23 Sep Elected Officials Release a Proposal to Cut Down on Surprise Medical Bills
A group of senators will soon release a proposed plan, “Protecting Patients from Surprise Medical Bills Act”,to try and stop unplanned medical bills. In a hospital situation, or when emergency medical care is required, many patients are billed large, unexpected charges by providers outside their health insurance network. This can happen even after insurance has paid their portion.
If the proposal passes, it would prevent other health care providers that are outside of a patient’s insurance network from charging additional fees for emergency services. The new plan will still allow for the typical charges and fees specifically covered in the insurance plan. Under the new proposal, the insurance company, not the patient, would have to pay additional charges.
The need for such a proposal began after a much publicized incident, when NPR and Kaiser Health News reported that a school teacher was charged over one hundred thousand dollars by the hospital that treated him after his heart attack. The news reported that the man and his insurance had already paid over fifty thousand for the medical attention, and then received an additional bill for over 100K.
Sen. Bill Cassidy (R-La.), a sponsor of the bill, said the measure would mean patients don’t “get this surprise billing which is basically uncapped by anything but a sense of shame.”
Senators Tom Carper (D-Del.), Todd Young (R-Ind.), Claire McCaskill (D-Mo.), Michael Bennet (D-Colo.) and Chuck Grassley (R-Iowa) are also supporting the measure.
“No American should have to file bankruptcy or fall into poverty as a result of a serious ailment or unexpected medical emergency,” Carper said in a statement. “The Affordable Care Act made great progress in reducing rates of medical bankruptcies, and this bipartisan discussion draft will build on that progress by protecting patients from surprise medical bills after they are treated in emergency situations or receive care from an out-of-network provider.”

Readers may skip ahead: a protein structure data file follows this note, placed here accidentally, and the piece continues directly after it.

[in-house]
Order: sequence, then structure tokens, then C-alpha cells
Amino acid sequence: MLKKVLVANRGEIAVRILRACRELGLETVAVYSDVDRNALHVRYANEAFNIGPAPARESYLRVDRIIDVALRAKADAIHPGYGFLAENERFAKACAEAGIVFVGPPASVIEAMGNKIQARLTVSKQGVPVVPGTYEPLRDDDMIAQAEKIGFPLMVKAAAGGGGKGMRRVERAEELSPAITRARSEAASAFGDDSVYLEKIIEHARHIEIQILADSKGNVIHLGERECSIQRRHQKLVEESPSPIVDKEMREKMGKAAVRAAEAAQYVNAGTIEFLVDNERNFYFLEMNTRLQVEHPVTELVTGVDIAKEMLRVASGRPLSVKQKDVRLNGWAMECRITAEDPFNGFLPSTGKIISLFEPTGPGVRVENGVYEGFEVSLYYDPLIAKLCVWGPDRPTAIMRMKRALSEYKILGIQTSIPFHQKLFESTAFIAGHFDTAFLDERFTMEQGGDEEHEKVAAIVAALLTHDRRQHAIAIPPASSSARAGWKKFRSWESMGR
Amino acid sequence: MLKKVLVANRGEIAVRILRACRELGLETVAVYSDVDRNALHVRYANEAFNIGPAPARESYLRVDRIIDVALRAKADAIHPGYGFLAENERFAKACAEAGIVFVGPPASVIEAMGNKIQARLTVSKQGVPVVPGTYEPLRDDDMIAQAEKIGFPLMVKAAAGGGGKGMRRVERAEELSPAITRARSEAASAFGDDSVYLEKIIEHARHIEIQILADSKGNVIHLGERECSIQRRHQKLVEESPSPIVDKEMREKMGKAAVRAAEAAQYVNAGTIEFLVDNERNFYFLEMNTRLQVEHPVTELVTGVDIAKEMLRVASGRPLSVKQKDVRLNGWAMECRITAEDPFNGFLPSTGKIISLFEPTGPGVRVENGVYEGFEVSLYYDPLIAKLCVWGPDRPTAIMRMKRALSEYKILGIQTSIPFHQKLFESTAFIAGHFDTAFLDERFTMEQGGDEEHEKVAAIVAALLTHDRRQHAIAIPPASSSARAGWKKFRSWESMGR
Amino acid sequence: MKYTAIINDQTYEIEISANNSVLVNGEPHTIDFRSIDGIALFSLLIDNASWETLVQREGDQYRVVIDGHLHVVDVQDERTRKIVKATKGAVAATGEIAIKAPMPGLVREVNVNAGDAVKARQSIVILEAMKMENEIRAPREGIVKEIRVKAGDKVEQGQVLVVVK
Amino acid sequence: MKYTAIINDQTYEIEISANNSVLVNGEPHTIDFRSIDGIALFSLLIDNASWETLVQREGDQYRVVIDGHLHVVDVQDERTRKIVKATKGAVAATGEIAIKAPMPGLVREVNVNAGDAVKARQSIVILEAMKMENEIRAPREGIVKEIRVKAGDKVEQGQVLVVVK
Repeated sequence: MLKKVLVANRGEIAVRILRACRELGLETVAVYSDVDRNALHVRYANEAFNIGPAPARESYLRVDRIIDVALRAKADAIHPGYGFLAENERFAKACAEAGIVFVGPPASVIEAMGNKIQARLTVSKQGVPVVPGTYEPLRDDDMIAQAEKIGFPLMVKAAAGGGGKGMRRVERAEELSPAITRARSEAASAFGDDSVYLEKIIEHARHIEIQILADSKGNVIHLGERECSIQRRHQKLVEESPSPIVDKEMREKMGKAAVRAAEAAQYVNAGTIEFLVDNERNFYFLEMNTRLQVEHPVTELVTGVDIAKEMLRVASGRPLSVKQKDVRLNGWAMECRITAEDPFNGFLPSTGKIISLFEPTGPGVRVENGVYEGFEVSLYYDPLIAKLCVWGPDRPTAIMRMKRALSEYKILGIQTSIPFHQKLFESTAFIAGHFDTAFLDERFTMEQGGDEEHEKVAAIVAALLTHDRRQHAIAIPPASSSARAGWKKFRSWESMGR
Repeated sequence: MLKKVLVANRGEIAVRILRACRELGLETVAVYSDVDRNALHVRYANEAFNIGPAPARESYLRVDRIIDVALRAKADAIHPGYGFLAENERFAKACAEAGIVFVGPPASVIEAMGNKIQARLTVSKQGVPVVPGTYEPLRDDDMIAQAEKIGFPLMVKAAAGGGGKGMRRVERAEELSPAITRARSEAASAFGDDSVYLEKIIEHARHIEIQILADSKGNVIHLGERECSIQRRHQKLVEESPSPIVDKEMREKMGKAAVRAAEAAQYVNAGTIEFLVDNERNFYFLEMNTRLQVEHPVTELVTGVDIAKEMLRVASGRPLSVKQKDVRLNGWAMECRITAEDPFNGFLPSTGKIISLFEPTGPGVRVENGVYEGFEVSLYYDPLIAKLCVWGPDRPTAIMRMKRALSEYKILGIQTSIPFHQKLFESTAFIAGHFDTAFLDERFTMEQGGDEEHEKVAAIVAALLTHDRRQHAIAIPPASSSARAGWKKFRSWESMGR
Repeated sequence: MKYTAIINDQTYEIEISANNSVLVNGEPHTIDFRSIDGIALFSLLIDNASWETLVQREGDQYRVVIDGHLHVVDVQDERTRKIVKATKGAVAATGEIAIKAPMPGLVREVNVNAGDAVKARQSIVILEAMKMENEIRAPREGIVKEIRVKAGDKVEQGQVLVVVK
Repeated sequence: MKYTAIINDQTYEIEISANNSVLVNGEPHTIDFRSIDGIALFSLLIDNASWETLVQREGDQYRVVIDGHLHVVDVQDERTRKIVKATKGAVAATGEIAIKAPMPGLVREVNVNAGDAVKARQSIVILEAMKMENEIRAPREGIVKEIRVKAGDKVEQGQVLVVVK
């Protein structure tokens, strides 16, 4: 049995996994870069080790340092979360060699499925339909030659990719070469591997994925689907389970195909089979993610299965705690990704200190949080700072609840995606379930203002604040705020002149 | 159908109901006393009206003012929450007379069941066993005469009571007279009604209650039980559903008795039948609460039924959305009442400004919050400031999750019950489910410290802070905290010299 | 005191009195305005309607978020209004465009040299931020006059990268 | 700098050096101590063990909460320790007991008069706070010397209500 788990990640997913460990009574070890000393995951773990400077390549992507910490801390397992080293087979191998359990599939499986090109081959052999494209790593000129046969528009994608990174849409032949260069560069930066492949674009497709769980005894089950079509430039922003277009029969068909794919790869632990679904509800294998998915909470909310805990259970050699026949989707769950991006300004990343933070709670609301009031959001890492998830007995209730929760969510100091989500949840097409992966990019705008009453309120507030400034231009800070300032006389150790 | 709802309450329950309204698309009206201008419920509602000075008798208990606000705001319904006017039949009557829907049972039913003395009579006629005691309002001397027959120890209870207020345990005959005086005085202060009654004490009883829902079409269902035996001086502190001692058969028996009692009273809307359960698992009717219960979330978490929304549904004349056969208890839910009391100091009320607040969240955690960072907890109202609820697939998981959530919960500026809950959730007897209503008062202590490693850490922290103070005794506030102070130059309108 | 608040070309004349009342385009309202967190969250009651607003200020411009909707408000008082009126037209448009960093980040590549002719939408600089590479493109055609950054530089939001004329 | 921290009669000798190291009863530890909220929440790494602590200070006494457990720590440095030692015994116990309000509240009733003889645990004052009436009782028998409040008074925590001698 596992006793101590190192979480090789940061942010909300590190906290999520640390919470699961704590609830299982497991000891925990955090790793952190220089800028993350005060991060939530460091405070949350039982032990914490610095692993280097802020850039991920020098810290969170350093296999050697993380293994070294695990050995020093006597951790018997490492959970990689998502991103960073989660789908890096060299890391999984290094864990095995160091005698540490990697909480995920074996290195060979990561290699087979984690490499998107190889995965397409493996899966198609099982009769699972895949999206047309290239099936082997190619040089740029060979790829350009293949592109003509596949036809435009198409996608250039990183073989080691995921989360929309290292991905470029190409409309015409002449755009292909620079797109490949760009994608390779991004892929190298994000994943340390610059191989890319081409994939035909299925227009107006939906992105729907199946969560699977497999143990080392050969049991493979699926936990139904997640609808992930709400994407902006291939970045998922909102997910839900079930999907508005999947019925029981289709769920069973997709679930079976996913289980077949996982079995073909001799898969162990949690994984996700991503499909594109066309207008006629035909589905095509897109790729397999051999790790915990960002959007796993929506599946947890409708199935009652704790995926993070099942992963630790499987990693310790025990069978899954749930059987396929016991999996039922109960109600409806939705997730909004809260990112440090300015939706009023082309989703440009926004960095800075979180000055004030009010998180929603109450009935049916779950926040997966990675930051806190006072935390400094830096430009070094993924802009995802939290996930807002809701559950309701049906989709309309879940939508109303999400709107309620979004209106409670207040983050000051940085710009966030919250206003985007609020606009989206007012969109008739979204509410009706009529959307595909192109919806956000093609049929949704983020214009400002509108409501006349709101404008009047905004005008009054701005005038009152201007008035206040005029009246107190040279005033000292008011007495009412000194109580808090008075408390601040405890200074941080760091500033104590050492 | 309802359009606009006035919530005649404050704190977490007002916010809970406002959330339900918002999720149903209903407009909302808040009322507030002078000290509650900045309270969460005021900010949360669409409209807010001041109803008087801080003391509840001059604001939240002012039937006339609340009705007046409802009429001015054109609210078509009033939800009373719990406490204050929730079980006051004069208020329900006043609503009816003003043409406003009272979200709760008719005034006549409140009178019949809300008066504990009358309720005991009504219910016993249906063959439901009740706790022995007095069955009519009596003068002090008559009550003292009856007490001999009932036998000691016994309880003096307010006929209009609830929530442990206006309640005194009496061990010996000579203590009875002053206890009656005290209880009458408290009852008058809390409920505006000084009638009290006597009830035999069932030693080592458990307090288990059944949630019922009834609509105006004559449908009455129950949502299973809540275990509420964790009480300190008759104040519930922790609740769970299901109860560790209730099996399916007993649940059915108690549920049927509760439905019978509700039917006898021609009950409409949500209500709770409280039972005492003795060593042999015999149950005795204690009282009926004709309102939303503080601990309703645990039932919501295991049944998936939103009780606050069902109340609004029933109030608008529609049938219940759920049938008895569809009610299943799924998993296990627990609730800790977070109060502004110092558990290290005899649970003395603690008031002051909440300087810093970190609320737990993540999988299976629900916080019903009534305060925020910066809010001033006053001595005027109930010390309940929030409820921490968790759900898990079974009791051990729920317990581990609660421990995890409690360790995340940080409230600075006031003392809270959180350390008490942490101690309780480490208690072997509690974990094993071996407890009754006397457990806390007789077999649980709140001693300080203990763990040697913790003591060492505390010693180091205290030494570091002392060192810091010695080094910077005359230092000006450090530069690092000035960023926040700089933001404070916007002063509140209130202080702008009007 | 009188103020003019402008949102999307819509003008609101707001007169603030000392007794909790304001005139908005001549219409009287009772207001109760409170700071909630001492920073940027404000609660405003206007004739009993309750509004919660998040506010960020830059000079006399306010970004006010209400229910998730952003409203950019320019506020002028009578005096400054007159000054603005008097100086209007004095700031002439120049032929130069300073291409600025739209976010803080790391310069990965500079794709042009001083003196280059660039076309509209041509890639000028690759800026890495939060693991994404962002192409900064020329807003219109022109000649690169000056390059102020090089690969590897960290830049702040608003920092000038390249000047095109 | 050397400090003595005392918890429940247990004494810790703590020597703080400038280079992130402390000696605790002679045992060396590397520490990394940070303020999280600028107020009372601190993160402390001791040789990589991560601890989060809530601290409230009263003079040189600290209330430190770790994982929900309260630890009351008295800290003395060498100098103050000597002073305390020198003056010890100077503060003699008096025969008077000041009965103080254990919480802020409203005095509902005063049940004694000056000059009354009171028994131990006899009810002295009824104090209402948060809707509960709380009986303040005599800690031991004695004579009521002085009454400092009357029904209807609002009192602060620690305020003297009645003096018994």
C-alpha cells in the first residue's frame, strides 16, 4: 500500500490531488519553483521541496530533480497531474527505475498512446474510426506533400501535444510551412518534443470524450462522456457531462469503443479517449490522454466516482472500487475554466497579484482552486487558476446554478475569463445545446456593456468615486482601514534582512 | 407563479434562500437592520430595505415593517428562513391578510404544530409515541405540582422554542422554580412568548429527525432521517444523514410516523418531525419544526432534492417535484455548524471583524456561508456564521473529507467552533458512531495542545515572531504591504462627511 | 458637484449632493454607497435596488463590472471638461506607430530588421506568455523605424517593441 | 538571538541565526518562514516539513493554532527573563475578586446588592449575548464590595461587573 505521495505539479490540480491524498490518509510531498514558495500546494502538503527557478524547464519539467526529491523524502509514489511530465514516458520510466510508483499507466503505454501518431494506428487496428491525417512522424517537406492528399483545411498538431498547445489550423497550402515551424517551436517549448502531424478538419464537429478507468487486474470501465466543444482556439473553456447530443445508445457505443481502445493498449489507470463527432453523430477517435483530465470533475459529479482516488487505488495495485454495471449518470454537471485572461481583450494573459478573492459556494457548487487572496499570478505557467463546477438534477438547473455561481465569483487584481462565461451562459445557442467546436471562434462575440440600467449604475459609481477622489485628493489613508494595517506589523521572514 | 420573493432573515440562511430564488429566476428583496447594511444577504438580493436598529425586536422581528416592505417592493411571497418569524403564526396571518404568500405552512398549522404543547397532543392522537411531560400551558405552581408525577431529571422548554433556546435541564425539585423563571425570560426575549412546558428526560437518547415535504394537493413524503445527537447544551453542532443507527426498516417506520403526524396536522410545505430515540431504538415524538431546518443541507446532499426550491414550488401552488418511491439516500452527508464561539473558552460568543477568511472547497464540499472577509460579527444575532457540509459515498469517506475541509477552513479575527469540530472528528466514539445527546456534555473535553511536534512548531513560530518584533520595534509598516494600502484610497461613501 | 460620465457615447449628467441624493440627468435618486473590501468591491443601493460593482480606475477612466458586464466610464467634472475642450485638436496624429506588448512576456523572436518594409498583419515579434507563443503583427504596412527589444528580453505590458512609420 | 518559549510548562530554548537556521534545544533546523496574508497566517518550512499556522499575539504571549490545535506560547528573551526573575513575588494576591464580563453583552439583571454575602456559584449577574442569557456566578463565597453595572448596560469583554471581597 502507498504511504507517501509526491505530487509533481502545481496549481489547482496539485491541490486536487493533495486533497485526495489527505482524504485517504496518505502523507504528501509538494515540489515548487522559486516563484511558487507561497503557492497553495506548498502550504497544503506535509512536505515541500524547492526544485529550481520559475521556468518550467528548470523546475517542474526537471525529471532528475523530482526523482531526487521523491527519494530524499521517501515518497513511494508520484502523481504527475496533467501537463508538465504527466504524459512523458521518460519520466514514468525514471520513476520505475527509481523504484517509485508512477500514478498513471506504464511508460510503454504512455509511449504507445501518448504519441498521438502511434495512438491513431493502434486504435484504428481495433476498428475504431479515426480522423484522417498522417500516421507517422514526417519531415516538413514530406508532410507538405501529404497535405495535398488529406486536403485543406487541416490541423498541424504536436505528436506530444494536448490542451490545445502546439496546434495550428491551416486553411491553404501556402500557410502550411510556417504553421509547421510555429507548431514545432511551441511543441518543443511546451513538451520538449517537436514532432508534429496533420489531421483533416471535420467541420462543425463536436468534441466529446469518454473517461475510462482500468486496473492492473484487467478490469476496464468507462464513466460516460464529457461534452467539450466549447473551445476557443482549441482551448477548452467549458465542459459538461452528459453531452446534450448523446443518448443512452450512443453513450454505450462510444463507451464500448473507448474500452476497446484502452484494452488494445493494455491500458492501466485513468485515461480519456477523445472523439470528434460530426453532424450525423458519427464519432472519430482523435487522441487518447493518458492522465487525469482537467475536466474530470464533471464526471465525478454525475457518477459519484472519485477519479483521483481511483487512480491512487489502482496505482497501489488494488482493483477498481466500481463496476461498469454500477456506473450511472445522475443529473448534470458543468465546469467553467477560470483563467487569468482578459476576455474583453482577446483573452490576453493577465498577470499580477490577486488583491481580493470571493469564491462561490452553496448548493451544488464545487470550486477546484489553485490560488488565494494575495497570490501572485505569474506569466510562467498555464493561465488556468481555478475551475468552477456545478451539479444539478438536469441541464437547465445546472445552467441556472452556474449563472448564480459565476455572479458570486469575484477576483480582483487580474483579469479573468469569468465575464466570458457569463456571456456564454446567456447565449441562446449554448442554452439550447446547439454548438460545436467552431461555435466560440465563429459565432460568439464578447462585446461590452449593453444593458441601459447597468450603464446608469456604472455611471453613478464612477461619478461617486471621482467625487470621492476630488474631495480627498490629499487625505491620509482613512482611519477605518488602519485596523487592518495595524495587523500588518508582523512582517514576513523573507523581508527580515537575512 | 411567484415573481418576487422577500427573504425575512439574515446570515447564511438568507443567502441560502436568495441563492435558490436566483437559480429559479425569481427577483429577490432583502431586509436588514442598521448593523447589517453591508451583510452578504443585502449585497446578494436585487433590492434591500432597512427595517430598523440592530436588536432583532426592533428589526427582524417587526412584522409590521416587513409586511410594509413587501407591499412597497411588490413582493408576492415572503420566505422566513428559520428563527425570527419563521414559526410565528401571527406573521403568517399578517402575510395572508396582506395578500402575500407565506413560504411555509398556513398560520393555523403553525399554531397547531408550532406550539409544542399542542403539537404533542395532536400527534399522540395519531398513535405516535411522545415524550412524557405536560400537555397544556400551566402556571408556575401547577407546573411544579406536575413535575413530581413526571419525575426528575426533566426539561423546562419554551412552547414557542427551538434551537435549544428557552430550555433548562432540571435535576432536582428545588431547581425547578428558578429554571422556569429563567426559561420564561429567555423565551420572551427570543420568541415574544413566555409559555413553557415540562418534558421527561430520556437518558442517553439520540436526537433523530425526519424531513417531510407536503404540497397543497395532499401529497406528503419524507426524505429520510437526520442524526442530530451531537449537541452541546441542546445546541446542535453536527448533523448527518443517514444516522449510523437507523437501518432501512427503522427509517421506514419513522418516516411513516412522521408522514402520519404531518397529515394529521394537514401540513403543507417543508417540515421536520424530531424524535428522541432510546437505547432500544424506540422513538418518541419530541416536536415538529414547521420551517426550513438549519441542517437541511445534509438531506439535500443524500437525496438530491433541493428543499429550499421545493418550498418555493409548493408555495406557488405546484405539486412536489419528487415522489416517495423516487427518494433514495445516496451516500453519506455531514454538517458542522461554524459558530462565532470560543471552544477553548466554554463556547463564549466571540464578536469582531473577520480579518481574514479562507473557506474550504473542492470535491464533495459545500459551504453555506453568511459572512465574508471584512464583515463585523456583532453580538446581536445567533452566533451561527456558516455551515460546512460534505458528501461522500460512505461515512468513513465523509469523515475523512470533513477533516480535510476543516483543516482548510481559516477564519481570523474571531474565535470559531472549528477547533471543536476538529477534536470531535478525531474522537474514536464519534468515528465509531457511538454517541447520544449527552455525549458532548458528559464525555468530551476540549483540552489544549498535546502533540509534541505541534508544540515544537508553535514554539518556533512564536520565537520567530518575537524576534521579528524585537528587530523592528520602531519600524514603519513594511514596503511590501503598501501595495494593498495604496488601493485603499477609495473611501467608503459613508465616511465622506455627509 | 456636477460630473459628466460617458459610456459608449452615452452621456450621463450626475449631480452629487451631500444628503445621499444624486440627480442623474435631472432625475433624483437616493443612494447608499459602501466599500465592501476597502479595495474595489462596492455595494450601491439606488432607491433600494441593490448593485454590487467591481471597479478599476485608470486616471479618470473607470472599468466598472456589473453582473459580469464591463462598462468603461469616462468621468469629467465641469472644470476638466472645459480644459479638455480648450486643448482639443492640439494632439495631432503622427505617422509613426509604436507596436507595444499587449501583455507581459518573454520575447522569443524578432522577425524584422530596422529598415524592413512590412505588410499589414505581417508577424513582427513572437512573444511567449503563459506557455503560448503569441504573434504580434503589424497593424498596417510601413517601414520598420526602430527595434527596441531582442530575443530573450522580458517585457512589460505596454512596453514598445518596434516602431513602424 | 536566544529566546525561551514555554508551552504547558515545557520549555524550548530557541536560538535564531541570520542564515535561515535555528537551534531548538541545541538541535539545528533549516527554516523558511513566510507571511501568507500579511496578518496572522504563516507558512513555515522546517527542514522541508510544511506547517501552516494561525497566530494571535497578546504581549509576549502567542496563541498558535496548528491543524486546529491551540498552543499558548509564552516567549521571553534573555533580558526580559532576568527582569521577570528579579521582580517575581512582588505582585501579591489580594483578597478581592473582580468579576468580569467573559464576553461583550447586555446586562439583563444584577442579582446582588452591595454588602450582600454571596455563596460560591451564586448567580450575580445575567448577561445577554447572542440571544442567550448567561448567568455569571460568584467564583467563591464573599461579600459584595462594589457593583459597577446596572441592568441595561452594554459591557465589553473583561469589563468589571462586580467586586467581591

The bill would also require health care providers to give written notification to patients who receive emergency care at an out-of-network facility, before they receive any follow-up care. This would help patients understand that they could incur extra charges that they may not have been aware of, previously, if visiting the out-of network doctor after the emergency care.
One of the biggest advantages of the new bill would be that patients would not be charged more for care from out-of-network doctor, while at a hospital that is in their network. This has been a problem for years. Oftentimes patients go to a hospital that is in their network, but they need a specialist that is on-duty at the hospital. Afterward, the patient will receive additional bills from that out-of-network specialist, too.
This proposal draft will be ready in January, 2019.
If you would like to reach out to the Georgia U.S. Senators in support of this proposed plan, you may email David Perdue and Johnny Isakson through each Senator’s website below.